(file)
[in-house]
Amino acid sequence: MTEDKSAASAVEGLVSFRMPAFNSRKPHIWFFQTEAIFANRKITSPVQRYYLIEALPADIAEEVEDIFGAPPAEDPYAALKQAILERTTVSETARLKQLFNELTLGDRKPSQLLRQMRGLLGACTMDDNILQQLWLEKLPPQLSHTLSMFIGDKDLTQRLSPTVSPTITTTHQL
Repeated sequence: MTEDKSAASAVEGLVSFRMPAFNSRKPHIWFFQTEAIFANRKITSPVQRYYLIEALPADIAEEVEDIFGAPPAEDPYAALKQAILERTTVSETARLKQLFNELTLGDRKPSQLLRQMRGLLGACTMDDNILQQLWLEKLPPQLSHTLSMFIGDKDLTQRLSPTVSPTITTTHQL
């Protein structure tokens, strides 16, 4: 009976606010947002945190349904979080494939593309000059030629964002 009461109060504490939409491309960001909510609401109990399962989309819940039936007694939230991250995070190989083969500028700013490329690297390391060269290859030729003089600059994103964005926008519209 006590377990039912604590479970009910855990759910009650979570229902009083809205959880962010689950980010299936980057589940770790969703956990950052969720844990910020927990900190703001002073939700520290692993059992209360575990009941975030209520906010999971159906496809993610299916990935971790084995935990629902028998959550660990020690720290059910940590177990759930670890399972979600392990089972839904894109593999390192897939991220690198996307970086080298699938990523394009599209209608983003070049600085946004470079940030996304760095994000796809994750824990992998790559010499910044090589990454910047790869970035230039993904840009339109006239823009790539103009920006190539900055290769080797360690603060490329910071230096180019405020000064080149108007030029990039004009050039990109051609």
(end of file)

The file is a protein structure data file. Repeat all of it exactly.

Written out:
[in-house]
Amino acid sequence: MTEDKSAASAVEGLVSFRMPAFNSRKPHIWFFQTEAIFANRKITSPVQRYYLIEALPADIAEEVEDIFGAPPAEDPYAALKQAILERTTVSETARLKQLFNELTLGDRKPSQLLRQMRGLLGACTMDDNILQQLWLEKLPPQLSHTLSMFIGDKDLTQRLSPTVSPTITTTHQL
Repeated sequence: MTEDKSAASAVEGLVSFRMPAFNSRKPHIWFFQTEAIFANRKITSPVQRYYLIEALPADIAEEVEDIFGAPPAEDPYAALKQAILERTTVSETARLKQLFNELTLGDRKPSQLLRQMRGLLGACTMDDNILQQLWLEKLPPQLSHTLSMFIGDKDLTQRLSPTVSPTITTTHQL
């Protein structure tokens, strides 16, 4: 009976606010947002945190349904979080494939593309000059030629964002 009461109060504490939409491309960001909510609401109990399962989309819940039936007694939230991250995070190989083969500028700013490329690297390391060269290859030729003089600059994103964005926008519209 006590377990039912604590479970009910855990759910009650979570229902009083809205959880962010689950980010299936980057589940770790969703956990950052969720844990910020927990900190703001002073939700520290692993059992209360575990009941975030209520906010999971159906496809993610299916990935971790084995935990629902028998959550660990020690720290059910940590177990759930670890399972979600392990089972839904894109593999390192897939991220690198996307970086080298699938990523394009599209209608983003070049600085946004470079940030996304760095994000796809994750824990992998790559010499910044090589990454910047790869970035230039993904840009339109006239823009790539103009920006190539900055290769080797360690603060490329910071230096180019405020000064080149108007030029990039004009050039990109051609």